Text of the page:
With Legia Warszawa’s virtual early exit from the Europa League, Polish football finds itself in an all too familiar situation. With over half the season still remaining football fans have nothing to look forward to but the domestic game.
If anyone is still not convinced that lack of finances is the main reason behind Polish clubs’ poor performances in Europe, they only need to look at Legia’s conquerors’ line-up. Trabzonspor included Poland international Adrian Mierzejewski in midfield, one of countless talented Poles who choose to play in almost any European league other than the Ekstraklasa. Some of the country’s best players are all scattered around Europe plying their trade in Germany including the Bundesliga’s second-tier, England (likewise the Championship), Spain, France, Italy, Russia, Turkey, Netherlands, Belgium, Ukraine, Norway and there are even two Polish internationals playing in Romania. It would be possible to create four or five good teams out of what is arguably the cream of Polish football and who have chosen to play abroad for just one reason and one reason only – money.
Of course it would have taken a colossal amount of wonga, the like of which Polish clubs can only dream about, to hang onto the likes of Lewandowski and Błaszczykowski. But when highly-talented footballers such as Maciej Rybus, Marcin Komorowski and Artur Jędrzejczyk prefer to play for Russian mid-table Terek Grozny or Krasnodar and Ariel Borysiuk likewise prefers Bundesliga 2 outfit Kaiserslautern to Poland’s biggest and richest club Legia Warszawa, then players earnings has to be looked at.
And, they are not the only ones who have recently fled the champions of Poland for second-rate clubs abroad. Soon after winning the Ekstraklasa in 2012 Sląsk Wrocław also found some of their best squad members deserting them for clubs which hardly rate on the European glamour or money scale. Polish international Piotr Celeban joined Romanians Vaslui, while Jarosław Fojut headed north to the Arctic Circle where Norwegian outfit Tromso obviously reward him much more than Sląsk could. Midfield winger Piotr Cwielong preferred the obscure Ruhr side Bochum, currently lying third from bottom in Bundesliga League 2. So it was only a matter of time before Sląsk lost Waldemar Sobota and ironically he went to one of the few European clubs that Sląsk had managed to get the better of since winning the Ekstraklasa, Bruges in Belgium.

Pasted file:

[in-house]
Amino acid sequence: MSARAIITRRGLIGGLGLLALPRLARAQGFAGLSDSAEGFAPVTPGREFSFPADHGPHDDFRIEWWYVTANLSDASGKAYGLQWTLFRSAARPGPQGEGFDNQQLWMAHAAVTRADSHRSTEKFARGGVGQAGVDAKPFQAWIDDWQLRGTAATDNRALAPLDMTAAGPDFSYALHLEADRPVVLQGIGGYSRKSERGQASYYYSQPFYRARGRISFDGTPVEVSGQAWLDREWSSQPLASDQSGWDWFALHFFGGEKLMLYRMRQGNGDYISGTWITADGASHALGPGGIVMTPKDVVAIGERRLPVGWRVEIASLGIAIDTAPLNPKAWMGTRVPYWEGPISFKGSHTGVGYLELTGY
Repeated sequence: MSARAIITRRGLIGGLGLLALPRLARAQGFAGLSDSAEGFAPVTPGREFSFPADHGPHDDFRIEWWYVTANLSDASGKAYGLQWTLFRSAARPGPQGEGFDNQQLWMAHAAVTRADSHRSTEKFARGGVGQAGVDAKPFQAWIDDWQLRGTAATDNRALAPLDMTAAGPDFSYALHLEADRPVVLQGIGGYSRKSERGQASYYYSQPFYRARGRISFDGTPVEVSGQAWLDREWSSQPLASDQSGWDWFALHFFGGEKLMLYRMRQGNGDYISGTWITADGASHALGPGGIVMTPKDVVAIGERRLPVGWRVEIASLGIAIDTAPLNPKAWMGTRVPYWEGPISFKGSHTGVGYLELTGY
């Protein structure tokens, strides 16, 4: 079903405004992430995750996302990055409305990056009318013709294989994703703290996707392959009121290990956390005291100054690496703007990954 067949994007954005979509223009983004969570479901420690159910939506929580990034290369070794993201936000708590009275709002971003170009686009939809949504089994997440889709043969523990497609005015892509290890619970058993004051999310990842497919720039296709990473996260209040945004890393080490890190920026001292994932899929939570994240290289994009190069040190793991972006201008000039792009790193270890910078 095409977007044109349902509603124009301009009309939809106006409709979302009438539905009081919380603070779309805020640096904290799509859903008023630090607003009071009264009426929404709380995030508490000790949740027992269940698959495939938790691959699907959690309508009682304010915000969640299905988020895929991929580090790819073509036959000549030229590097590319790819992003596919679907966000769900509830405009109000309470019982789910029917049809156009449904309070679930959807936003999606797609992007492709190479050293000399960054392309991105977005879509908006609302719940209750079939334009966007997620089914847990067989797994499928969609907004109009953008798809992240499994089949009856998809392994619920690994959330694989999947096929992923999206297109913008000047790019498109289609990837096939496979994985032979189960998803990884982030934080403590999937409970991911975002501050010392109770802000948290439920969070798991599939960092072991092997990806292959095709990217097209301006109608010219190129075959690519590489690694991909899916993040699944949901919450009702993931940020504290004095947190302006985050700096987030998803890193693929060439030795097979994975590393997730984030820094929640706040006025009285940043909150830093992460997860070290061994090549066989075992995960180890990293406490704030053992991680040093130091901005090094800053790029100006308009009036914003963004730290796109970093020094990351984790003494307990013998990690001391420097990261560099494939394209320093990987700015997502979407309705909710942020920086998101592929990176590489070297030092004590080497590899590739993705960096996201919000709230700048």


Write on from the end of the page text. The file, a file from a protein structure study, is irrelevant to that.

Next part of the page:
Like all Polish clubs Legia try and fill the gap left by home-raised players with foreigners, but once again the money-factor limits them to the quality they can buy. This was evident in Turkey where the international experience gained by the Łazienkowska side’s Dossa Junior and Helio Pinto in the Cypriot league, hardly matched that of Trabzonspor’s ex-Chelsea pair Jose Bosingwa and Florent Malouda.
There is an old saying in football which has been repeated in various versions regularly since the legendary Arsenal manager Herbert Chapman once said “good footballers make good football teams”. But there is one problem with that – good footballers also cost a lot of money, something which Polish football just hasn’t got, and at this moment in time doesn’t look like getting.